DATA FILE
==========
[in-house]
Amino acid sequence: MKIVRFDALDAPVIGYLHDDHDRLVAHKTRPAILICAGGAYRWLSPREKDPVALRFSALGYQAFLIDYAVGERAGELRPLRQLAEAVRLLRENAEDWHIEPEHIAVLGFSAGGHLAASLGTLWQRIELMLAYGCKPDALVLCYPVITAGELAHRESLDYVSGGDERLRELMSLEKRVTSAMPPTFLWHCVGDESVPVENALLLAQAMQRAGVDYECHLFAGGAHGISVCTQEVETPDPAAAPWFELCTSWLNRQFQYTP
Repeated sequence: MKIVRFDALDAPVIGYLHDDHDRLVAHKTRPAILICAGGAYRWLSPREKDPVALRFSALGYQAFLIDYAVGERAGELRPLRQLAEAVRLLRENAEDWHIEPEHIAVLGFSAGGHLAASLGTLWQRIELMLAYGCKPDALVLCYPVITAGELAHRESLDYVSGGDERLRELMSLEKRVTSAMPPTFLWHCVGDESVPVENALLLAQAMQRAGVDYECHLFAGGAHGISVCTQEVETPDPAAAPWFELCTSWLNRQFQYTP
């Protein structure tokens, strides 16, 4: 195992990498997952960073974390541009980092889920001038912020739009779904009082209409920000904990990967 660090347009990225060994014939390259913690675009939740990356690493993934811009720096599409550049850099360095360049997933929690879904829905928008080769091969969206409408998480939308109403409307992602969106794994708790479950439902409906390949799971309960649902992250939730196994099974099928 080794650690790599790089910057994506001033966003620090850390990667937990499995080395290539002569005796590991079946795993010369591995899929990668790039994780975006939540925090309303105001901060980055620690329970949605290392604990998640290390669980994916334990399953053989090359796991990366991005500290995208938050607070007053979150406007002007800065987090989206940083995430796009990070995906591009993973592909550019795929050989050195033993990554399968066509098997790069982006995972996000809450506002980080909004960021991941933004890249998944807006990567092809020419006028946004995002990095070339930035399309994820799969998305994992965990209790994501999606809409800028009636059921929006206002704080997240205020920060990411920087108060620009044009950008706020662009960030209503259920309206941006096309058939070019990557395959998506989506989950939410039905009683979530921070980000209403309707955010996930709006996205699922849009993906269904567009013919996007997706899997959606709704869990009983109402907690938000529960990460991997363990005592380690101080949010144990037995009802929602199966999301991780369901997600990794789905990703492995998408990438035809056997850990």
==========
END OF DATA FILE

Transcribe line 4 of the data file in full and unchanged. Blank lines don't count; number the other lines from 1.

């Protein structure tokens, strides 16, 4: 195992990498997952960073974390541009980092889920001038912020739009779904009082209409920000904990990967 660090347009990225060994014939390259913690675009939740990356690493993934811009720096599409550049850099360095360049997933929690879904829905928008080769091969969206409408998480939308109403409307992602969106794994708790479950439902409906390949799971309960649902992250939730196994099974099928 080794650690790599790089910057994506001033966003620090850390990667937990499995080395290539002569005796590991079946795993010369591995899929990668790039994780975006939540925090309303105001901060980055620690329970949605290392604990998640290390669980994916334990399953053989090359796991990366991005500290995208938050607070007053979150406007002007800065987090989206940083995430796009990070995906591009993973592909550019795929050989050195033993990554399968066509098997790069982006995972996000809450506002980080909004960021991941933004890249998944807006990567092809020419006028946004995002990095070339930035399309994820799969998305994992965990209790994501999606809409800028009636059921929006206002704080997240205020920060990411920087108060620009044009950008706020662009960030209503259920309206941006096309058939070019990557395959998506989506989950939410039905009683979530921070980000209403309707955010996930709006996205699922849009993906269904567009013919996007997706899997959606709704869990009983109402907690938000529960990460991997363990005592380690101080949010144990037995009802929602199966999301991780369901997600990794789905990703492995998408990438035809056997850990």